Another radical keyboard design that also reaches back about two decades, is the DataHand. No longer produced, and sought after in the second-hand market (an unopened DataHand recently sold on eBay for $2499), the DataHand took an even more radical approach to limiting hand and finger movement than the Maltron and Kinesis keyboards. The DataHand created wells for each finger, and had five buttons accessible from each finger without having to move it out of place. Keys were positioned north, south, east, west and down (really up, down, left, right and forward) and the keyboard could even be used as a mouse without moving your fingers out of place. There’s a video you can watch if you want to see the keyboard in action.

There are even someone trying to re-create the DataHand from scratch. He’s re-creating the 5-way key switches needed for each finger, and claims he’s 70% of the way there. It’s great to see something like this re-created in a public forum, but we’re still talking about a twenty-year-old design.


FrogPad2 Keyboard
FrogPad2 Keyboard

I’ll just give one more example of an interesting keyboard design, which is interesting for a number of reasons. Around 2004 Linda Marroquin introduced a one-handed keyboard called the FrogPad. The design was based on something a Japanese translator had created to allow him to hold a document in one hand and translate it using his other hand (why he didn’t just use a paper stand I don’t know). The FrogPad was a tiny USB keyboard that was operated with one hand. The keys were full size, the ability to type more letters was gained through the use of chording. Chording is using more than one key at a time to output a single character. The FrogPad went through several iterations over the years, including a Bluetooth version, a touchpad version, an iPad app, etc. The company struggled over the years, however, and the product was not always available. Recently it was announced that a new generation FrogPad, the FrogPad 2, was going to be introduced. Offering modern technology like LED key backlighting, both USB and Bluetooth, the new FrogPad will try to re-introduce the product. While this new generation keyboard was designed in concert with Linda Marroquin, it’s not clear if she is still involved in the company that is now re-introducing it.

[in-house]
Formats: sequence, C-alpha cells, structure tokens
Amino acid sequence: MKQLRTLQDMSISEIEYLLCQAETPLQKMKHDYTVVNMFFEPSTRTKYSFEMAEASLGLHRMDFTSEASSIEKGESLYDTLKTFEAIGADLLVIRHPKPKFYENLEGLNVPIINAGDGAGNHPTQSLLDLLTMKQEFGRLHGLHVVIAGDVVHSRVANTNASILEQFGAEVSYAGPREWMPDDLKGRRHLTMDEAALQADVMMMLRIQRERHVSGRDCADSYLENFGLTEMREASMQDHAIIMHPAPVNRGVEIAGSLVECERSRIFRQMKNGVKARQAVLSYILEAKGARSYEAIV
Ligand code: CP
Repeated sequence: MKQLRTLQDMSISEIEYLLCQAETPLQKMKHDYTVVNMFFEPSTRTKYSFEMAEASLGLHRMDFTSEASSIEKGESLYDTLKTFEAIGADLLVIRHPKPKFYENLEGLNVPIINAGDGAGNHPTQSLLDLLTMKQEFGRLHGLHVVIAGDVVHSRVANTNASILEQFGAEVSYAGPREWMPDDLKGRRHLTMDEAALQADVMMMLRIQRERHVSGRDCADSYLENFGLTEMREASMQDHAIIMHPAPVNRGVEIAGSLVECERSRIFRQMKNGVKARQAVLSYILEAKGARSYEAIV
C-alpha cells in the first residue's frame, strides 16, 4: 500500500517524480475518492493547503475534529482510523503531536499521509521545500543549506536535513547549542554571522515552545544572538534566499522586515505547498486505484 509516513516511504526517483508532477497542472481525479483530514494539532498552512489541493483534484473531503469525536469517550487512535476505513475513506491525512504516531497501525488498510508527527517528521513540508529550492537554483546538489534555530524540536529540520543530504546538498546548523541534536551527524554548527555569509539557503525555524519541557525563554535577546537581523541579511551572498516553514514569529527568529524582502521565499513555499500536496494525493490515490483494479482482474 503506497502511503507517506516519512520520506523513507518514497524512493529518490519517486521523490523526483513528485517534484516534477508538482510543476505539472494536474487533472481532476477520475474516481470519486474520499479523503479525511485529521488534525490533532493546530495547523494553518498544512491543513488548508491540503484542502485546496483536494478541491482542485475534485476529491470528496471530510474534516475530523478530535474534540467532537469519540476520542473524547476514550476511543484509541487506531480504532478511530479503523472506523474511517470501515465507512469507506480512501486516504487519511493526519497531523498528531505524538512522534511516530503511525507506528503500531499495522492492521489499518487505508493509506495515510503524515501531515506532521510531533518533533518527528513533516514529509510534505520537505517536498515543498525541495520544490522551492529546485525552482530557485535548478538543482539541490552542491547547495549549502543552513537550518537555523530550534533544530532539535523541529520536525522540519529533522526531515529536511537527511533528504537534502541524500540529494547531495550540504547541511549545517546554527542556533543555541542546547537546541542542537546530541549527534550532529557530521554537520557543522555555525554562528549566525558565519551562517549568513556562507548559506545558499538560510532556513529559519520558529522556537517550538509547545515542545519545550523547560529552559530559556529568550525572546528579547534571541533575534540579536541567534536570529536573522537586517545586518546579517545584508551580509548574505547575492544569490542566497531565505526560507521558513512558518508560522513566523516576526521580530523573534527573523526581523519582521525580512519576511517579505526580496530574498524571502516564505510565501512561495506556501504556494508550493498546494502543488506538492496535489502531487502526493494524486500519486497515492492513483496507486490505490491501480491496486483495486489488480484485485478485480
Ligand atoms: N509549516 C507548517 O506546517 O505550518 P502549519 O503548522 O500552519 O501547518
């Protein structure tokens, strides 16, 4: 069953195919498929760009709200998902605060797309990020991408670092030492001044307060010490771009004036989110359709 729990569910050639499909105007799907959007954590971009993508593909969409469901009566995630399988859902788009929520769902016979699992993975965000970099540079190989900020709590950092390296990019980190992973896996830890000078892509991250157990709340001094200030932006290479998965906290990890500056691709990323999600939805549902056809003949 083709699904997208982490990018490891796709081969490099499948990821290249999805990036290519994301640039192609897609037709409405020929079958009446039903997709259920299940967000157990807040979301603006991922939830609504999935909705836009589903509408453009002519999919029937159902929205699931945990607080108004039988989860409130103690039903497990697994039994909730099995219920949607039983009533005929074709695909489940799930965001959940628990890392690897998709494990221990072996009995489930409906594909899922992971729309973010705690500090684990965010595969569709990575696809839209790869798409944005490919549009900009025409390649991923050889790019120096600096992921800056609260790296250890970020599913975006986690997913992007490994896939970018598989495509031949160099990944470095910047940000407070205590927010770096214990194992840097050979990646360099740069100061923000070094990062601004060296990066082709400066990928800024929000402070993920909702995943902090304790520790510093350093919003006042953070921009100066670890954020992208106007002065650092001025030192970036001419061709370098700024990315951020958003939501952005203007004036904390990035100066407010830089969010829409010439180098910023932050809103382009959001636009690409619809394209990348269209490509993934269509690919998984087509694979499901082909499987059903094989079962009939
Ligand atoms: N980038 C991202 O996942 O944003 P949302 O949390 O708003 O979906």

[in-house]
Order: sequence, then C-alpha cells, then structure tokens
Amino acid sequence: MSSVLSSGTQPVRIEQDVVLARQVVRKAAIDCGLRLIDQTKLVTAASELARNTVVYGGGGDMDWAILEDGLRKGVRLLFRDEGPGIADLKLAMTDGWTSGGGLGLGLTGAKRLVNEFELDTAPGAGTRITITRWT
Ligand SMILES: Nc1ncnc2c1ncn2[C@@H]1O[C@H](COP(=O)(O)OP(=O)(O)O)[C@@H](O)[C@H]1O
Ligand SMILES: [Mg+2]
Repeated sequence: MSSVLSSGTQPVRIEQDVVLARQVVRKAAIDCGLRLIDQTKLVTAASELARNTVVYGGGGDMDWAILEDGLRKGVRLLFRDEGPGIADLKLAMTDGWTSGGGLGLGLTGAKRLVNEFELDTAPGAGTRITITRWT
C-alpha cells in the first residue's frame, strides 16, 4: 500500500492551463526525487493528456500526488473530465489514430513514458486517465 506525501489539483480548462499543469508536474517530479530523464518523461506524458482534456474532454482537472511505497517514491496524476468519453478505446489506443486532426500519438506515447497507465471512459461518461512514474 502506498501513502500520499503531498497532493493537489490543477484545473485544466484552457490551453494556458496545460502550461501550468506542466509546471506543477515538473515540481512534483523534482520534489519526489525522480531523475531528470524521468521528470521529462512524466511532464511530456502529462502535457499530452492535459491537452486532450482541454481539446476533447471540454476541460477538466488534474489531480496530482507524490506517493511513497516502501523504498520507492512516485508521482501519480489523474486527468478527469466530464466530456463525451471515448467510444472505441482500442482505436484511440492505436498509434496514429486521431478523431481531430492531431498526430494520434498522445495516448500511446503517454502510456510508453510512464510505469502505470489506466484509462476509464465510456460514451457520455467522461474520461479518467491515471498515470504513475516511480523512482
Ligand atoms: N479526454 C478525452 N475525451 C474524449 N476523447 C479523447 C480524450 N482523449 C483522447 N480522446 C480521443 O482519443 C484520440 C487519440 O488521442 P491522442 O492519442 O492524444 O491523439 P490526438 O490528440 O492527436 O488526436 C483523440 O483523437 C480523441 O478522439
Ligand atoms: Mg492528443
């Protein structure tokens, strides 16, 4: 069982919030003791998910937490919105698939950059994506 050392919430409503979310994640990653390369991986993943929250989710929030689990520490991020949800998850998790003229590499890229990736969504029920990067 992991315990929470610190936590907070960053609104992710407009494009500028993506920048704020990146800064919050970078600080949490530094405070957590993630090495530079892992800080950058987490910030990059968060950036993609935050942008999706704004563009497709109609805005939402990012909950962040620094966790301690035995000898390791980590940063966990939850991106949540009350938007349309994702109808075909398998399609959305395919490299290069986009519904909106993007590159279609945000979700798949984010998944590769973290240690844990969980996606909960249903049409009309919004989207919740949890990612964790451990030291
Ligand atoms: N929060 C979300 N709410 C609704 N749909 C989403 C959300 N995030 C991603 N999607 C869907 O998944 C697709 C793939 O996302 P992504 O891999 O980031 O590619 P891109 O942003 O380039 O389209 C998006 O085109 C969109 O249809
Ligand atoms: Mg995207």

In any case, the design dates back over a decade. Maltron is from the 1970s. Kinesis and DataHand are from the 1990s. What happened to innovation in this field?

Microsoft Sculpt Ergonomic Keyboard
Microsoft Sculpt Ergonomic Keyboard

Sculpt Ergonomic

Interestingly, one of the few companies putting an effort into iterating their ergonomic keyboards is a software company – Microsoft. Microsoft’s Sculpt Ergonomic keyboard was released last year, and seems to be an evolution from earlier ergonomic keyboards that sought to keep the direction of each hand more natural (not parallel). The keys are not tactile, and there is no differentiation in distance for different fingers like the Maltron innovated, but it is a solid well thought out keyboard.